Alternatively, the character not only looks like the Illusionist, he could start to see his ghost. Or he could start to exhibit his personality traits (oops, another cliche). This could go on until the ghost is dealt with, or the book is written anew.
If we go for weaker magic, there has to be none effect like this. If you use it as a walking stick, it will be sharp as one. You have to sharpen it regularly (or look stupid, if you ask a smith to sharpen it for you).
Or just add a minor protective power, as you suggest. Go to Comment
Certainly. But still, a masked assassin might prefer to use the point, and maybe have not enough space or time to swing the sword, just stab.
A good actor might actually fake it: put very little pressure on the sword, but still look like you are. Especially, if you combine this with poison to be sure.
This brings me to another forgotten topic: sound. Metal sounds different from wood, right? I guess as an illusion-enchanted item, this is taken care of. But a Dispel Magic may really do something: temporary cancel this effect. The guards may not notice it... and the wearer too... Go to Comment
So the sound is masked, agreed. And yes, the blade is not protected from slashing by accident... watch your own feet by the way!
But there is something else yet...
Situations can happen where one person hits another with a club, without wanting to kill or harm badly (a master his lazy student, for example). What if through misplacing (or Evil intent), the walking stick or whatever is replaced with this item? A single hit could kill the unlucky, or at least seriously harm him/her. If arranged well, this may be a way to kill someone, or frame for murder. Things can turn ugly around this one... Go to Comment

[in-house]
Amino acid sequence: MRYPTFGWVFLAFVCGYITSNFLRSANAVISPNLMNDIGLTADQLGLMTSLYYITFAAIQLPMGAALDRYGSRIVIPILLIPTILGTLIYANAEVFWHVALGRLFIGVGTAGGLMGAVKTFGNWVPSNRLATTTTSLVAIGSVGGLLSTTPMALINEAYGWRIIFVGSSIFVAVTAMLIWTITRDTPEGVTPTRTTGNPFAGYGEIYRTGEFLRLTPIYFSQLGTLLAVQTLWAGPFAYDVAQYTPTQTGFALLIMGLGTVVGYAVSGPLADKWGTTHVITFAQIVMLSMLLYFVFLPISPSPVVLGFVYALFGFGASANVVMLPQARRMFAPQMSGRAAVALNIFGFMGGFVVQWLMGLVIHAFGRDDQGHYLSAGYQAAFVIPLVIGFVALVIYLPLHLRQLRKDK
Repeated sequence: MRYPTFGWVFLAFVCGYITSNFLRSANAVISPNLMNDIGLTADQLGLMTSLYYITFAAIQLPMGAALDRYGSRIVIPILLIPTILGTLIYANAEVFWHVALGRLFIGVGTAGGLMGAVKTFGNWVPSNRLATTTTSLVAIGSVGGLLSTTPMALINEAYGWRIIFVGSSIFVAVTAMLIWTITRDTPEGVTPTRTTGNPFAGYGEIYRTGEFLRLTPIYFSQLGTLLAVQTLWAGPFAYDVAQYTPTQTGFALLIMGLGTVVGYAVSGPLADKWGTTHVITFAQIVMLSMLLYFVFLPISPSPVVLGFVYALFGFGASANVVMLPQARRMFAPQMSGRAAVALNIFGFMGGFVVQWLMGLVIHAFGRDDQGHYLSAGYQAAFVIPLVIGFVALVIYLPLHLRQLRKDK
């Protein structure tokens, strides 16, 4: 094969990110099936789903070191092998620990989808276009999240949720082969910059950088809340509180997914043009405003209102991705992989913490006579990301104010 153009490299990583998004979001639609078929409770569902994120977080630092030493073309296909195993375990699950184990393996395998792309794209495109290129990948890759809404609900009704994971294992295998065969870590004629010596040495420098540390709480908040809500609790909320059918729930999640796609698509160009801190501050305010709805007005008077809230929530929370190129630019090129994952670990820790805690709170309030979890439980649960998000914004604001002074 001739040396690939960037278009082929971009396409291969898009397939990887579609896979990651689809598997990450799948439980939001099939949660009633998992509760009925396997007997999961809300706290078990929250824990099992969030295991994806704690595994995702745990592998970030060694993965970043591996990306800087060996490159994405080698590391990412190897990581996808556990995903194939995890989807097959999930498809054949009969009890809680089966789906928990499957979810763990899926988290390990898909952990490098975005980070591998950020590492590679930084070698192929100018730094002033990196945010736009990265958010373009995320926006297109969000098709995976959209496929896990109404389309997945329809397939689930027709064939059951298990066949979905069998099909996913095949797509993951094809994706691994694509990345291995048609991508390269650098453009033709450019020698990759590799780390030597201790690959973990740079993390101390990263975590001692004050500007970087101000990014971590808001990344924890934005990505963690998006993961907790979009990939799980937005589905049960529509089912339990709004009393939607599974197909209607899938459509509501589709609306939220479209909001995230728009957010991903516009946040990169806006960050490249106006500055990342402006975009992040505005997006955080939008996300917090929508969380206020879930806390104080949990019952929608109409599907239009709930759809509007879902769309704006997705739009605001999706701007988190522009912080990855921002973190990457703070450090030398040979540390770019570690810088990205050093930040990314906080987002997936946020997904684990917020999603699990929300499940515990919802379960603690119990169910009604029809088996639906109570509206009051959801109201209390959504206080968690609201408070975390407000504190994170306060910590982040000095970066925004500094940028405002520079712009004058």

Much would depend of course on the mastery of its creator. A powerful variant could make people touch intuitively the flat sides of the blade, and mask the cold feeling of steel, etc, etc.
However, as I imagine a "common" weapon at hand, those that already know it and are somewhat attuned, will be able to see the sword inside of the stick, if unclear. Now comes the random person, a finds there is something weird about that stick (cutting itself, or being fought with).
_My_ take on would be this: if a person has a chance to take a careful look at the stick, with all the suspicion, even better if it can be touched, it could see through the illusion to a small degree and get a glimpse of the sword. This would not persist, but could recognize it later easier. If the person does not have a chance for a careful evaluation of it (for example in combat when it is wildly swung here and there) the sword will stay hidden.
But that is my take on, you may choose your own.
(Oh, and: accidentally picking up a stick, a hero may choose it if there is nothing else to defend with, and find it surprisingly durable. Could be fate. :) ) Go to Comment
Rich Romans raised fish in private pools at their villas. A favorite fish was lamprey, a parasitic fish which sucks off blood and flesh but made an excellent meal. A particuarly gruesome punishment for slaves was to be thrown into the lamprey pool, where their flesh was ripped from the bone by swarms of the jawless fish.